A series where we take a #lookback at the stories and history of our community, brought to you by Mick Pryor, Financial Advisor with Edward Jones.

The Lander area had two active Granges – the Milford Grange and the Table Mountain Grange. Both were very popular and influential among farmers and ranchers in the area. For rural areas, the Grange was the social, and educational, center for the farming community. In addition to its fraternal activities, meetings, dances, quilting bees, and other social events were held at Grange Halls to help alleviate the isolation of farm life. The Milford Grange built a large grange hall that was a popular community center for many years.

A new display at the Lander Museum highlights the local Grange Societies and features ribbons, gowns, ritual tools and more.

The Grange, officially named The National Grange of the Order of Patrons of Husbandry, was founded in 1867 to advance methods of agriculture, as well as to promote the social and economic needs of farmers in the United States. The financial crisis of 1873, along with falling crop prices, increases in railroad fees to ship crops, and Congress’s reduction of paper money in favor of gold and silver devastated farmers’ livelihoods and caused a surge in Grange membership in the mid-1870s. The Grange actively lobbied state legislatures and Congress for political goals, such as the Granger Laws to lower rates shipping charged by railroads, and free rural mail delivery by the Post Office.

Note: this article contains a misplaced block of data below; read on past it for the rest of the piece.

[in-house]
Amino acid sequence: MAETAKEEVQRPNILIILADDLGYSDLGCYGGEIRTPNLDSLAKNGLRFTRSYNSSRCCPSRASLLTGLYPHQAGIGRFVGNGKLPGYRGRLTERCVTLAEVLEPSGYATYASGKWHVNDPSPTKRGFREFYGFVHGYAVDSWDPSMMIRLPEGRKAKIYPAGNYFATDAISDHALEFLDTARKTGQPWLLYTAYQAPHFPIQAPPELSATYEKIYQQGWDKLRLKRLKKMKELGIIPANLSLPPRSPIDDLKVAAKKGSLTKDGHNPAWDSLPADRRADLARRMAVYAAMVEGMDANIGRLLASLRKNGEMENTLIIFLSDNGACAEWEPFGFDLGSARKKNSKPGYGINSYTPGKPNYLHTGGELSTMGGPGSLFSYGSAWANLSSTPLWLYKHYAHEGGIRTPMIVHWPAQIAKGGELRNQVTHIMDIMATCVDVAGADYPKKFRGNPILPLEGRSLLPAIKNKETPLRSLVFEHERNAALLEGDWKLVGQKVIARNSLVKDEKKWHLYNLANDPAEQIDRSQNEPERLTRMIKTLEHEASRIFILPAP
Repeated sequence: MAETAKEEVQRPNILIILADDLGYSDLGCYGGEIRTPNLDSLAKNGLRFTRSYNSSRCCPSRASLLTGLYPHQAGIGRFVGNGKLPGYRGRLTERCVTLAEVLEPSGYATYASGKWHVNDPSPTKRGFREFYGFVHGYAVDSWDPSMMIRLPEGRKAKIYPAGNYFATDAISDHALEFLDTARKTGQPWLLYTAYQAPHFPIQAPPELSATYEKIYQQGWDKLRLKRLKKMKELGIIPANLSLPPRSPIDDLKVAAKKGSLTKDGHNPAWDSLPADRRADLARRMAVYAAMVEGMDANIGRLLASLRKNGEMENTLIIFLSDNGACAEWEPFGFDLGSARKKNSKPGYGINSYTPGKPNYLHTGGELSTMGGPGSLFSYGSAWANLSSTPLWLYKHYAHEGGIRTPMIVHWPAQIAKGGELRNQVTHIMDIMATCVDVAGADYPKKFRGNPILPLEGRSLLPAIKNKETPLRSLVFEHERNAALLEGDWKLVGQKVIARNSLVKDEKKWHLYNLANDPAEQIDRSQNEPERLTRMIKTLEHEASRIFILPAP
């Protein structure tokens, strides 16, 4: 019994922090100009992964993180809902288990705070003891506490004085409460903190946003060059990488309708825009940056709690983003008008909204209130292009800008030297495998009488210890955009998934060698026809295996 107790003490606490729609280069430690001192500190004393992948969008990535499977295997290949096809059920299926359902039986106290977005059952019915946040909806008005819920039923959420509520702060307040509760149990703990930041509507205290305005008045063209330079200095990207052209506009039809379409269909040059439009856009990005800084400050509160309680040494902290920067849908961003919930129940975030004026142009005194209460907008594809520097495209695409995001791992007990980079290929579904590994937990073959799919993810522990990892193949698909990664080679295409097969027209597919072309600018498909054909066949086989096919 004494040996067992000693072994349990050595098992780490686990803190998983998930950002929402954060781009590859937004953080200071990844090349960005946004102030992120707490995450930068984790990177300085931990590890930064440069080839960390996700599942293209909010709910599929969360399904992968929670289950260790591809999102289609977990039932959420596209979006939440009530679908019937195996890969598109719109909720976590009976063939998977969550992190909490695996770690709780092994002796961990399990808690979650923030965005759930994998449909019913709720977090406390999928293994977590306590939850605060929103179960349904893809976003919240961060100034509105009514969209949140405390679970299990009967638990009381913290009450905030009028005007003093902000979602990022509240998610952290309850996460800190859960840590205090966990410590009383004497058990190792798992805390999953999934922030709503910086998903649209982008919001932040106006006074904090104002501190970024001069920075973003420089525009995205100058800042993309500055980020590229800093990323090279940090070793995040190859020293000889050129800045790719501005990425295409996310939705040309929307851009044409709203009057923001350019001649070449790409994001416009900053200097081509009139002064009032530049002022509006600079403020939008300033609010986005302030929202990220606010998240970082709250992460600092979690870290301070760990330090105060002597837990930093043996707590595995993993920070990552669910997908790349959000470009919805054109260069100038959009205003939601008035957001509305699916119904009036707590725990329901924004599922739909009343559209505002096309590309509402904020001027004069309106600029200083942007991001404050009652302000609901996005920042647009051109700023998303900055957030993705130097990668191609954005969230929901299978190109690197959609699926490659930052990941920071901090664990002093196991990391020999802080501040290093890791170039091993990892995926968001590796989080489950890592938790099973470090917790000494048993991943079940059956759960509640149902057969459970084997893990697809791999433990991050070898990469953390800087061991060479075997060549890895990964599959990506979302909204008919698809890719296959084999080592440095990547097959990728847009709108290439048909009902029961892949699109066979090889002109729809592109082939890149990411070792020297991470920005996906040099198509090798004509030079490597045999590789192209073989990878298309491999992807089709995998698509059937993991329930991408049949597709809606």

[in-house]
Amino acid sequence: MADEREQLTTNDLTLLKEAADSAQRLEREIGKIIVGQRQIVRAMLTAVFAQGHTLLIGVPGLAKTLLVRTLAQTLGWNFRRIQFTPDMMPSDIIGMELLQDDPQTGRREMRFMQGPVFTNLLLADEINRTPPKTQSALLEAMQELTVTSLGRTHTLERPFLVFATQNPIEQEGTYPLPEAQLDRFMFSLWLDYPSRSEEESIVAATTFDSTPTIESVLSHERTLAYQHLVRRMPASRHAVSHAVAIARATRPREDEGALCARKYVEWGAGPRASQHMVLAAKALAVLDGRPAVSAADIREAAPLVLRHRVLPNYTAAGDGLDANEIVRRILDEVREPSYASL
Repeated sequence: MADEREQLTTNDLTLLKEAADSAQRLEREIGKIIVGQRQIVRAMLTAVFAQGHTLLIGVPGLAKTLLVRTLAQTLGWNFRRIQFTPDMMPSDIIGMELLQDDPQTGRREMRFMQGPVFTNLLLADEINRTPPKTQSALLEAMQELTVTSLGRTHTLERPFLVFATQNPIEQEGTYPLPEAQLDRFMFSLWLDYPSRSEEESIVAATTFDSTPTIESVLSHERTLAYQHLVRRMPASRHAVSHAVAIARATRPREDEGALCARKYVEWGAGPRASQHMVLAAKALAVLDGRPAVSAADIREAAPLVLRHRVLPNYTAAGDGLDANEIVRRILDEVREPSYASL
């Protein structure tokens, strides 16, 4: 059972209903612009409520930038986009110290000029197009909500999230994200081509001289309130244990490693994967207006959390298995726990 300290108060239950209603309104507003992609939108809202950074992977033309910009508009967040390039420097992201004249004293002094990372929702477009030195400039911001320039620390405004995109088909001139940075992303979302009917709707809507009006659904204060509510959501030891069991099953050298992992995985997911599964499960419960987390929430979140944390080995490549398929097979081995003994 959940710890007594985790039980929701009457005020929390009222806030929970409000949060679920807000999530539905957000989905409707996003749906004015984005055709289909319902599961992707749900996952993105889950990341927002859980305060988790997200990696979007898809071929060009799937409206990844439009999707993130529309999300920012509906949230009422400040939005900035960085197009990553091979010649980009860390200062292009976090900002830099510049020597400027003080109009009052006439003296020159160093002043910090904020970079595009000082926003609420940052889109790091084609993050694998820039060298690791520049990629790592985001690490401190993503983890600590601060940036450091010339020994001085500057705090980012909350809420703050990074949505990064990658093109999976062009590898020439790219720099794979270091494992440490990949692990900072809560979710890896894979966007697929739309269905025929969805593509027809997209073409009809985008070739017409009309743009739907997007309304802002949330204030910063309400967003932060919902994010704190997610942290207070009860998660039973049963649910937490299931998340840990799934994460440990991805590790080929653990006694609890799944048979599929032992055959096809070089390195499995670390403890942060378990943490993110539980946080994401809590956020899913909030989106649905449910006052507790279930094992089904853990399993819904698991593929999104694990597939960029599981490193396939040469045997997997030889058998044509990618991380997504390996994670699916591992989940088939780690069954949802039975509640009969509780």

The only membership requirement of the Grange was the person joining had to “till the soil.” There were no requirements as far as religion, race or politics. Men and women could be members, and women were given a voice and could vote equally in the organization long before they were given the vote nationally.

When the Grange first began in 1867, it borrowed some of its rituals and symbols from Freemasonry, including secret meetings, oaths, and special passwords. It also copied ideas from Greek and Roman mythology and the Bible. Small, ceremonial farm tools are often displayed at Grange meetings. Elected officers are in charge of opening and closing each meeting. There are several degrees of Grange membership; the ceremony of each degree relates to the seasons and various symbols and principles.

At its height, there were 19,000 granges in the country. The organization still exists but has expanded its mission. According to their website: The Grange strengthens individuals, families, and communities through grassroots action, service, education, advocacy and agriculture awareness.

 

Next up for the Fremont County Museums

September 7th, 7 pm at the Pioneer Museum, “Historic Wagons with Al Sammons”

Wyoming Community Bank Discovery Speakers Series

September 14th, 2 pm at the Riverton Museum, “Tin Candle Lantern Making”

Baily Tire/Pit Stop Children’s Exploration Series

September 14th, 1-3 pm at the Pioneer Museum, “The Apple City Festival”

Baily Tire/Pit Stop Children’s Exploration Series

 

Consider supporting The Dubois Museum, the Pioneer Museum in Lander or the Riverton Museum with a monetary donation. The museums are more reliant than ever on donations from the private sector to continue to provide the quality programs, collections management, exhibits and services that have become their hallmark. Please make your tax-deductible contribution to be used specifically for the benefit of the museum of your choosing by sending a check to Fremont County Museums 450 N 2nd Rm 320 or taking it directly to the museum you choose to support.

(Webster’s definition: Grange – Chiefly British. a country house or large farmhouse with its various farm buildings.)

Photo: The Milford Grange Hall being built by Grange members around 1900.